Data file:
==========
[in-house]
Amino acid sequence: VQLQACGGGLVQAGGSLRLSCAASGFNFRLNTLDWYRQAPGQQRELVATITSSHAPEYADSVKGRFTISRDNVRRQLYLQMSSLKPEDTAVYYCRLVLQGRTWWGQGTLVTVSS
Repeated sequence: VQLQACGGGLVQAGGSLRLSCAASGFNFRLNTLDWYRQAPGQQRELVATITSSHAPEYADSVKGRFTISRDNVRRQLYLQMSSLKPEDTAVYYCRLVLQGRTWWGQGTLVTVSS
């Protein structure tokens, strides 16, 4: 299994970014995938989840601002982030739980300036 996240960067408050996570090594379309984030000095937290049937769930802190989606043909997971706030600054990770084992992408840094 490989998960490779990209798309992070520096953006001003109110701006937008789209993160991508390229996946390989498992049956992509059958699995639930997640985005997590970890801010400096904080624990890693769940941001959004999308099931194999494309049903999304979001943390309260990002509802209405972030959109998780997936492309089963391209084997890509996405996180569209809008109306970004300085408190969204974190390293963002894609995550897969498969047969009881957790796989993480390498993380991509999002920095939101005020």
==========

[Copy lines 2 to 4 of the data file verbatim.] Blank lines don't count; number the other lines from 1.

Amino acid sequence: VQLQACGGGLVQAGGSLRLSCAASGFNFRLNTLDWYRQAPGQQRELVATITSSHAPEYADSVKGRFTISRDNVRRQLYLQMSSLKPEDTAVYYCRLVLQGRTWWGQGTLVTVSS
Repeated sequence: VQLQACGGGLVQAGGSLRLSCAASGFNFRLNTLDWYRQAPGQQRELVATITSSHAPEYADSVKGRFTISRDNVRRQLYLQMSSLKPEDTAVYYCRLVLQGRTWWGQGTLVTVSS
């Protein structure tokens, strides 16, 4: 299994970014995938989840601002982030739980300036 996240960067408050996570090594379309984030000095937290049937769930802190989606043909997971706030600054990770084992992408840094 490989998960490779990209798309992070520096953006001003109110701006937008789209993160991508390229996946390989498992049956992509059958699995639930997640985005997590970890801010400096904080624990890693769940941001959004999308099931194999494309049903999304979001943390309260990002509802209405972030959109998780997936492309089963391209084997890509996405996180569209809008109306970004300085408190969204974190390293963002894609995550897969498969047969009881957790796989993480390498993380991509999002920095939101005020």